Cells are like Jenga: U of T study sheds light on how genes work together to keep cells healthy

Photo of child playing Jenga
(photo by Pixabay)

To understand how cells work, biologists like to take them apart. By removing genes from cells in diverse combinations, researchers have now uncovered how different genes work together to keep cells alive. The research will help scientists understand how faults in multiple genes combine to drive common diseases such as cancer or heart disease.

Led by Charles Boone, a professor at the University of Toronto’s Donnelly Centre and in the department of molecular genetics, Brenda Andrews, University Professor in the department of molecular genetics and director of the Donnelly Centre, and Chad Myers, a professor at the University of Minnesota Twin Cities, the research builds on the team's previous work that showed how genes combine in pairs to underpin a cell’s health.

The new study, published in the journal Science, examines for the first time how higher-order gene combinations – comprising three genes – help maintain normal cell physiology.

“There’s a growing understanding that interactions between genes can drive inherited disease susceptibility, which is why we have to understand the general principles of these genetic interactions,” said Boone.

It’s very much like a giant game of Jenga, with thousands of gene blocks that can be removed. While most single blocks can be taken out without compromising the structure, when critical combinations of blocks are removed, the system collapses. Similarly, genes with different roles can combine to keep the cell alive. By unpicking such gene alliances, scientists hope to reveal clues about the foundations of personal health.

Removing multiple genes in diverse combinations revealed new gene alliances that keep cells alive (Jovana Drinjakovic)

It’s now clear from genome sequencing studies that each person carries thousands of genetic variants – differences in genes’ DNA sequence – that could combine to impact our health. However, these studies do not have the statistical power to predict a person’s risk of disease from their unique combination of genetic variants. This poses a major obstacle for personalized medicine, which seeks to use genome information to predict risk of disease and tailor treatment.

To uncover the rules of combinatorial gene function, the team previously investigated how genes work in pairs in yeast cells. Yeast is one of biologists’ favourite cell models due to its relatively small genome comprising 6,000 genes and an already existing wealth of data. Having previously removed from yeast all possible gene pairs –18 million of them – the team went a step further to examine what happens when you remove a subset of 36 billion possible trigenic combinations.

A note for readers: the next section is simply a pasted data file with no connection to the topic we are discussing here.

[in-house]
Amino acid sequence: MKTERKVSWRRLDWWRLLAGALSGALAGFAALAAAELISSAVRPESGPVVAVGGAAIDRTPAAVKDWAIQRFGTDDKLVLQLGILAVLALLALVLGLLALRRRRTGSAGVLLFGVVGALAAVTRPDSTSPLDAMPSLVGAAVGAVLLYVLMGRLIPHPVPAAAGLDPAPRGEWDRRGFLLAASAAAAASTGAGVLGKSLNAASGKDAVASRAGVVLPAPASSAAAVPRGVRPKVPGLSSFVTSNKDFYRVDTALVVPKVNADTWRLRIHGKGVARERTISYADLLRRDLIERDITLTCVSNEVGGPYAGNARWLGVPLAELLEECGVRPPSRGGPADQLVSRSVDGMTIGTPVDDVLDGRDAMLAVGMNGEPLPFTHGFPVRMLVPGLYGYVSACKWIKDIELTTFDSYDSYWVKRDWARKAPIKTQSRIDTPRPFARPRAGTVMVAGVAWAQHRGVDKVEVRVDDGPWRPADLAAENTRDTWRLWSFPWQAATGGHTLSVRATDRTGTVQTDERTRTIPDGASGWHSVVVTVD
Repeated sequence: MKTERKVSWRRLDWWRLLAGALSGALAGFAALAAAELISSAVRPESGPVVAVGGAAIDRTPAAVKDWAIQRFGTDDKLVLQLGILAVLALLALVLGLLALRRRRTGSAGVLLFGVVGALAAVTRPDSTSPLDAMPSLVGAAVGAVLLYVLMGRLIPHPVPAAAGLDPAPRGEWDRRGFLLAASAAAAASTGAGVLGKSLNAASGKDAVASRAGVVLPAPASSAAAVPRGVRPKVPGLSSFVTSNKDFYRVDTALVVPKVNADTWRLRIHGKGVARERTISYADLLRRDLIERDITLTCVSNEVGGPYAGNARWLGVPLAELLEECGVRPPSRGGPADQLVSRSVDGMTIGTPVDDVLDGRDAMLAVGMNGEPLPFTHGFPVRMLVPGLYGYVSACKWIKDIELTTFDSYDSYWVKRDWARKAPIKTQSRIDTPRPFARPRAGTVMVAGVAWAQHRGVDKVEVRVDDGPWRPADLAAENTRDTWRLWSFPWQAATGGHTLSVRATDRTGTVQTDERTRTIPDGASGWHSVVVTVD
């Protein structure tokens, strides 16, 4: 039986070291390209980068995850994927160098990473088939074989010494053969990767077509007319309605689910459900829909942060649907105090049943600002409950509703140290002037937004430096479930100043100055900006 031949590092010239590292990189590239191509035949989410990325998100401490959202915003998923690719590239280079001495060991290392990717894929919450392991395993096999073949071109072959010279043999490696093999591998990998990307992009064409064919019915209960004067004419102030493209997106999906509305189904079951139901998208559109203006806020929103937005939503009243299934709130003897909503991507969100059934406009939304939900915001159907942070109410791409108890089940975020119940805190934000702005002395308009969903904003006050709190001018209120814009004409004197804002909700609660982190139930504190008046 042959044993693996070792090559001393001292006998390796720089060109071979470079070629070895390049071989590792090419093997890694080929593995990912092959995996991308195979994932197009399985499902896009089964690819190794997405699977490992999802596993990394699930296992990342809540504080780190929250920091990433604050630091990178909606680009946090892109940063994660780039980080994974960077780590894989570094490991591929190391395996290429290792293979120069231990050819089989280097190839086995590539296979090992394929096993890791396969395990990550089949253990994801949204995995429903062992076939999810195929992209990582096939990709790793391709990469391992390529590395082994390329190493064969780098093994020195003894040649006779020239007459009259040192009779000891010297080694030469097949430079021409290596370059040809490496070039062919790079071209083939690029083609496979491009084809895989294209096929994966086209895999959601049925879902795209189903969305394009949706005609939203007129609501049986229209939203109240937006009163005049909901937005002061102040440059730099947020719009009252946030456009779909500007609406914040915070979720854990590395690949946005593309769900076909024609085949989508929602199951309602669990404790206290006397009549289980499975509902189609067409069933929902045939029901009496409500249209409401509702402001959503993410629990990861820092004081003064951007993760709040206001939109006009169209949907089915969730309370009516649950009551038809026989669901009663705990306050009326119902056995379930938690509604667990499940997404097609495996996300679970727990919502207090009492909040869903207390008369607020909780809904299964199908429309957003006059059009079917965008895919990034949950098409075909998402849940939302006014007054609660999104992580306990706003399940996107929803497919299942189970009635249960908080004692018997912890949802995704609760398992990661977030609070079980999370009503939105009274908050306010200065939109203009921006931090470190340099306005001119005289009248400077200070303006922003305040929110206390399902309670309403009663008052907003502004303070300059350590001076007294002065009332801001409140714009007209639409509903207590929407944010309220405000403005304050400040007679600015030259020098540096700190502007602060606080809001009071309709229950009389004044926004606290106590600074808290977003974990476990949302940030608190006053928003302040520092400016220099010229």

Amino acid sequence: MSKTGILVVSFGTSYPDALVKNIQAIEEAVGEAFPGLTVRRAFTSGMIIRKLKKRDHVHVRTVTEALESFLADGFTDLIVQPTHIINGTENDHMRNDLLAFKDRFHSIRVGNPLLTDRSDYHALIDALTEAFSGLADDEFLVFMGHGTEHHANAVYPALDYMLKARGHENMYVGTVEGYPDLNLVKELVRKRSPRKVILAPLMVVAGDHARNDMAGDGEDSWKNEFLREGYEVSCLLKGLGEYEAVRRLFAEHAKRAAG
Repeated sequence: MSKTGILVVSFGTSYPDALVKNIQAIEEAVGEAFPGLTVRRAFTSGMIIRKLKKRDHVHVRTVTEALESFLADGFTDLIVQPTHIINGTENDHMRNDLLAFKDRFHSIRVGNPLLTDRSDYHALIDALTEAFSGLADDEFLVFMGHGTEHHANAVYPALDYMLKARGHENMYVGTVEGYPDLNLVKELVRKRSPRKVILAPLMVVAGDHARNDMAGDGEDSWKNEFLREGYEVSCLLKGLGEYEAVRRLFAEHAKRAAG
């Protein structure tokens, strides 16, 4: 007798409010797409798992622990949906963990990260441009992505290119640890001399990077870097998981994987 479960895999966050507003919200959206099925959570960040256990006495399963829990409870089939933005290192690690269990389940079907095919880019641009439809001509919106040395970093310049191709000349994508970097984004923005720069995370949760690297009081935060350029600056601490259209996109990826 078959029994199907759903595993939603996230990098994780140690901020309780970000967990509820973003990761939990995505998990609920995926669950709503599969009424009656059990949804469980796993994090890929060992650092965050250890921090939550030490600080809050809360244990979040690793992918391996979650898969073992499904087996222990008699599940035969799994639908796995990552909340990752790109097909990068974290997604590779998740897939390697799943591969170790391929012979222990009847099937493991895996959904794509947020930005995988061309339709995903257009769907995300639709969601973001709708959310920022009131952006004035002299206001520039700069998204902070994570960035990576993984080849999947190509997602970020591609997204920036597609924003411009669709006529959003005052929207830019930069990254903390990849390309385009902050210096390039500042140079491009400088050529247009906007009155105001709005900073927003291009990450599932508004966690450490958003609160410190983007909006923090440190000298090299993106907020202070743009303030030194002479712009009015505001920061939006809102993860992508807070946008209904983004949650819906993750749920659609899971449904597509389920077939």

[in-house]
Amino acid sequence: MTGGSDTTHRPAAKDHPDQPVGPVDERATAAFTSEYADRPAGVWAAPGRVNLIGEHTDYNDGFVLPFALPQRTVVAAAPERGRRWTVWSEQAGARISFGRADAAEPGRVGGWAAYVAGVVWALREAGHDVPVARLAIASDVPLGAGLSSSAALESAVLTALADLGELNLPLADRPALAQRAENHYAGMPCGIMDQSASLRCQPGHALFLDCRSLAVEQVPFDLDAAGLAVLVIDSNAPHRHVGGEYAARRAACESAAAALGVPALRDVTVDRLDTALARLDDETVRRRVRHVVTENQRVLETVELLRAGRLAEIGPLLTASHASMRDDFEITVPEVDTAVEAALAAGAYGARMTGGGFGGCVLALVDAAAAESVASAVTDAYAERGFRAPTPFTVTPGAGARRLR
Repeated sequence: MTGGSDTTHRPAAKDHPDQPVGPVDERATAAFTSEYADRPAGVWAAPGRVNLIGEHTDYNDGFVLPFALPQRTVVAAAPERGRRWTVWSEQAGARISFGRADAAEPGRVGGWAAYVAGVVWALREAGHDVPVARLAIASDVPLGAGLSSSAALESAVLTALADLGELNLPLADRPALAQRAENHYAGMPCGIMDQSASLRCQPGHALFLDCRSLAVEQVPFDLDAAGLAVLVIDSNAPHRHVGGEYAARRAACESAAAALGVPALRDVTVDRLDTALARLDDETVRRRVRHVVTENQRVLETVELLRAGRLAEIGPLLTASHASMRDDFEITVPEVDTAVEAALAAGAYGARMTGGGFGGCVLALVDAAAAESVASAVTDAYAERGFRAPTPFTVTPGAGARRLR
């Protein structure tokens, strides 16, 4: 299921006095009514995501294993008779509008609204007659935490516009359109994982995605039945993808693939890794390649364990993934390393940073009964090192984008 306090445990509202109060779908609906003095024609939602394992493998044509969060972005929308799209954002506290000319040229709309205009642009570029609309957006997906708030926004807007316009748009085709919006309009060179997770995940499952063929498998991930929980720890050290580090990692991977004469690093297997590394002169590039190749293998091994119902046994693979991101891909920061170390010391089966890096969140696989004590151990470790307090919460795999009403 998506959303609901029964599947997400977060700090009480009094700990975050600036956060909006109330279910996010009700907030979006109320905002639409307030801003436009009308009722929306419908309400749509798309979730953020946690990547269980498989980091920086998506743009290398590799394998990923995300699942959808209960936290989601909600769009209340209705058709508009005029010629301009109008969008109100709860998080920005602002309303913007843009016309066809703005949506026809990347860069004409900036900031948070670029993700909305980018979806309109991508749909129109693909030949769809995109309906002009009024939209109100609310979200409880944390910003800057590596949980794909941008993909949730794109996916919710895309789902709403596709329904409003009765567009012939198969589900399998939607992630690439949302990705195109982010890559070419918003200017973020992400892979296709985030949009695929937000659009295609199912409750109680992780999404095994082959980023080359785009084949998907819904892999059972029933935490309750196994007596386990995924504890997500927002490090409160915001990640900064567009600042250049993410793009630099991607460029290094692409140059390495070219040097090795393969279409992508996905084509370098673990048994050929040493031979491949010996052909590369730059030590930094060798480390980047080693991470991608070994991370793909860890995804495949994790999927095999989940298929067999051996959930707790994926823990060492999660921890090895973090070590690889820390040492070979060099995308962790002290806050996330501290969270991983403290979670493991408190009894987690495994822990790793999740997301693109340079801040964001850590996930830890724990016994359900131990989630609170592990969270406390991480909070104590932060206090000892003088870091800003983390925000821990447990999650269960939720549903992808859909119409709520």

Researchers Charles Boone and Brenda Andrews in their lab in the Donnelly Centre, with a custom-built robotic platform for large-scale experiments in cell genetics.

They found that, similar to interactions between two genes, trigenic interactions also mainly occur between genes that are functionally related – they code for parts belonging to the same molecular machine or that exist in the same part of the cell, for example. But with trigenic interactions, the researchers also began to see more surprising partnerships between genes that have unrelated function and are involved in different bioprocesses in the cell.

“Studying genetic networks allows you to see how genes are connected, how biological processes talk to one another and how a cell deals with perturbations in multiple genes,” said Elena Kuzmin, a lead author on the paper and a previous graduate student in the Boone lab who is now a postdoctoral researcher at McGill University in Montreal.

“You get a global view of the cell,” she said.

Read the research in the journal Science

Using mathematical modelling, the researchers estimate that all genes in the cell have a role to play when trigenic interactions are taken into account. This could finally explain why only a tenth of yeast’s 6,000 genes are essential for cell survival, a rule that holds for other cell types, including human cells.

Thanks to recent advances in gene editing, it is now possible to remove combinations of genes from human cells, which the Boone and Andrews labs are currently doing in collaboration with Associate Professor Jason Moffat’s group in the Donnelly Centre to map relationships between disease genes.

“Our yeast work demonstrates how mutations in multiple genes combine to have unexpected effects and is providing a road map for understanding genetic interactions in much more complex cells and organisms, including humans,” said Andrews. “Identifying combinations of genes that work together to underpin robust biological systems is important for deciphering what goes wrong with its collapse into a disease state.”

The study was supported by research grants from the Canadian Institute for Health and Research and the U.S. National Institute of Health.



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